Graveyard for Trucks

Trip Start Jul 08, 2006
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Trip End Sep 03, 2006


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Flag of United States  , Washington
Sunday, July 9, 2006

It's called high plain, that chunk of land that's raised way up above the river bed, and flat, and dry. Everywhere you see canals, little ditches actually, it's water from the massive river flow, a system made to irrigate the crops, see pumps and sprinklers everywhere, the kind on wheels, that creep across the field, and back. Go with the flow you say? Not here, the flow is carefully controlled, designed, thought out.

Alfalfa growing everywhere? No accident of nature. Sheer, hard work. Soybeans I see, it says it on the brand-name signs. Barns and tractors round the picture out.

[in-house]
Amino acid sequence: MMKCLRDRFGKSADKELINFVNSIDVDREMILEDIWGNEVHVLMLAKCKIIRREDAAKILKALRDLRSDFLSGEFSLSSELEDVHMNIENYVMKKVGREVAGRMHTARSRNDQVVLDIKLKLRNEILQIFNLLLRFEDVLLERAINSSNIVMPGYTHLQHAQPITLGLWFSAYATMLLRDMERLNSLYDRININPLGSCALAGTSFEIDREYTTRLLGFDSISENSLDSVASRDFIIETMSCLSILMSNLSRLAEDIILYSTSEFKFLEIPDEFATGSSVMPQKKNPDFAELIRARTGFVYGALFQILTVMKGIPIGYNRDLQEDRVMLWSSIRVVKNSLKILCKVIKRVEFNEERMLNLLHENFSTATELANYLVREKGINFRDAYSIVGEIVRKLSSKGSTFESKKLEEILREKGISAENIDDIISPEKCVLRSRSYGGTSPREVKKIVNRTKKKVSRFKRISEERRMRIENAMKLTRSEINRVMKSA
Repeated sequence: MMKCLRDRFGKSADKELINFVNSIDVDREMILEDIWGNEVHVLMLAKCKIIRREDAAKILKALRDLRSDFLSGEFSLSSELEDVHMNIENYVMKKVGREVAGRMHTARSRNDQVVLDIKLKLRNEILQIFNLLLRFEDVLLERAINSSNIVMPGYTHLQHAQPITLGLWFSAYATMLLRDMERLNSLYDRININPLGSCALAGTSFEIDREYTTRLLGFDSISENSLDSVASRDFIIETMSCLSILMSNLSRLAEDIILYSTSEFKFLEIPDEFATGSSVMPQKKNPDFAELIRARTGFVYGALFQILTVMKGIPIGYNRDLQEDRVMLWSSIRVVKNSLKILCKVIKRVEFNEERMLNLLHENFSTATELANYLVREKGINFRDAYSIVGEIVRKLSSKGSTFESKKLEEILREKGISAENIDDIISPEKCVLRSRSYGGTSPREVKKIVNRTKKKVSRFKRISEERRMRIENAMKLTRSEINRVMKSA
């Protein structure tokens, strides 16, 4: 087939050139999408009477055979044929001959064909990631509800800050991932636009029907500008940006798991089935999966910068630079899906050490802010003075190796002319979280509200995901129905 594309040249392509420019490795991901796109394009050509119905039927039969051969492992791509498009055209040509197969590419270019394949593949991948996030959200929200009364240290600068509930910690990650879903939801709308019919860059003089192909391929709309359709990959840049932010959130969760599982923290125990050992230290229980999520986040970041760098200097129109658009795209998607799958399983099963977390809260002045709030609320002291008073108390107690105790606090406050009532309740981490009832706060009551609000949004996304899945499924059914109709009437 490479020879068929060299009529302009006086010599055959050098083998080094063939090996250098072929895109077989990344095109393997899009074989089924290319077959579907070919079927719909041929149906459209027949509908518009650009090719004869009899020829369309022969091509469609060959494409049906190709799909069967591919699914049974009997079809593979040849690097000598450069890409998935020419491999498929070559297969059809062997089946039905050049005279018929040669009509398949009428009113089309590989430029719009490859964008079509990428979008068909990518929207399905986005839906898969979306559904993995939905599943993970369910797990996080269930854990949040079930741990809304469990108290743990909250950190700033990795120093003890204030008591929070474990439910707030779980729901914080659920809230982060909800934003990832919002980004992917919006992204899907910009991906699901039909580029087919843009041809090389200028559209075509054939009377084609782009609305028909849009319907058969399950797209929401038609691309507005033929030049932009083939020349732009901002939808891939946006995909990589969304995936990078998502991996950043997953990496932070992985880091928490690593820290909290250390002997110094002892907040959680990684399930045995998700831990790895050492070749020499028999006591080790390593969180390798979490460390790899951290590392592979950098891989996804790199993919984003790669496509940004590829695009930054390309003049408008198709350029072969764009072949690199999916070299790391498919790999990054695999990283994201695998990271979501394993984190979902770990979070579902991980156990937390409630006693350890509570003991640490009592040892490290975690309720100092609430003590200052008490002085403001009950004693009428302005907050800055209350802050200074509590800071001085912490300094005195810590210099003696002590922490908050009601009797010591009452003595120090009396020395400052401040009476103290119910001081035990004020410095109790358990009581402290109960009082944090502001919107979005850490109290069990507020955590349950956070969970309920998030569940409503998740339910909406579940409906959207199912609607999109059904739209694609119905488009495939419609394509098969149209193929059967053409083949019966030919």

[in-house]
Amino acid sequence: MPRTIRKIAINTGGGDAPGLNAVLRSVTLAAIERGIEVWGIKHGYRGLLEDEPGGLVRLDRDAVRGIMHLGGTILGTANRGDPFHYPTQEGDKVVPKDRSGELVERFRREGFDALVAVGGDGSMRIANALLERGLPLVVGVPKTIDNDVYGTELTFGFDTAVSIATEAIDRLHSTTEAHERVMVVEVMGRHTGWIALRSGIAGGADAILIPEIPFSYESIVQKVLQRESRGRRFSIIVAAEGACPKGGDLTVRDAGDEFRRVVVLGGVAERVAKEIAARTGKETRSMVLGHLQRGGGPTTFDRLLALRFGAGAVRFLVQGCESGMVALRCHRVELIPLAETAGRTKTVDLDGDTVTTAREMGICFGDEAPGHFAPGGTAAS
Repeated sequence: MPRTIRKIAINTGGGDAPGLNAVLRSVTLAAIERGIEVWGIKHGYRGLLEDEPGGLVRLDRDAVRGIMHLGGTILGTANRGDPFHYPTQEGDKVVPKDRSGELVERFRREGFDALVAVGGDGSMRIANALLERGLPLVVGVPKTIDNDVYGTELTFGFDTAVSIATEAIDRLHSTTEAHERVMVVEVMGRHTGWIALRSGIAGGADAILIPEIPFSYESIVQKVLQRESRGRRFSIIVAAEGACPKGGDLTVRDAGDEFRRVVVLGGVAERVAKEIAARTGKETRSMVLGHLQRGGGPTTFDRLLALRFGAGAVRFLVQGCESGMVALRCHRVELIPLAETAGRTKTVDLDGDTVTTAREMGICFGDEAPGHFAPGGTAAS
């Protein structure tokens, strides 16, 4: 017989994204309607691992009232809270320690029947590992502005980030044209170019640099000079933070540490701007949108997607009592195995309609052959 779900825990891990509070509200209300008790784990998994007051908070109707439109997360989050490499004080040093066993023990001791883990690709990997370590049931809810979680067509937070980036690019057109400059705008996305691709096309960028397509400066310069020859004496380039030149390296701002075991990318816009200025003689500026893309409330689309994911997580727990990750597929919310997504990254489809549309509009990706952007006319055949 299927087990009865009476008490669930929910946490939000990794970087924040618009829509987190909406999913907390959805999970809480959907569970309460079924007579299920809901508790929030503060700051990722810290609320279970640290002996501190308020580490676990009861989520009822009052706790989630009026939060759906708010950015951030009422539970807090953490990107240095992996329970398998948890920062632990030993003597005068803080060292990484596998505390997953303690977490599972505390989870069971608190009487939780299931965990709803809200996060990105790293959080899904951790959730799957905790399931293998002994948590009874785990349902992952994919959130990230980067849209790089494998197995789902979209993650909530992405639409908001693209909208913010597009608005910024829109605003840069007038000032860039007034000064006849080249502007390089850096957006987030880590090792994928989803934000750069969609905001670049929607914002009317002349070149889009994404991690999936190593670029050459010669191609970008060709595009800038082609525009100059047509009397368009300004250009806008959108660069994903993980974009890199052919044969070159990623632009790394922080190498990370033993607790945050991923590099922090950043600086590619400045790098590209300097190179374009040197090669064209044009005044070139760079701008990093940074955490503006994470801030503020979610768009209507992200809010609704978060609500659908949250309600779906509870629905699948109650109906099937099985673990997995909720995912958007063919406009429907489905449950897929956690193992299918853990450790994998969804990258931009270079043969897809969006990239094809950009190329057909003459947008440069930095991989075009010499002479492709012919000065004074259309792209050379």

So that's the story Andrew, do you understand? So much of what you eat is grown right here, this side of the mountain range, look what it takes to pull it off. Andrew nods, and takes another swig of Gatorade. It's hot as blazes, unrelenting sun.

The freeway's getting close. I thought we'd stop in Quincy, I remember cherries there, but heat waves shimmer on the road, my motivation sags, I keep on driving south.

Andrew look! See that sign! I'm going to get your picture here, right HERE, in George. I find the City Hall, pull in beside. Yep, there it is, a truly place, George, Washington, it says so right there on the wall.

Exit out the car, and pose. We circle back around, OH LOOK! Andrew spots a graveyard scene, trucks and trucks and trucks, all dead, all mangled up, piled and thrown into a heap of diesel parts, cabs and axel grease, what kind of vulture circles over trucks?

Get a picture, he requests. That is very strange.

And stranger still? I've wanted to eat at Martha's place for twenty years, today there's time. But Martha's place is on the auction block, the door is posted, all is up for sale.

Too late.
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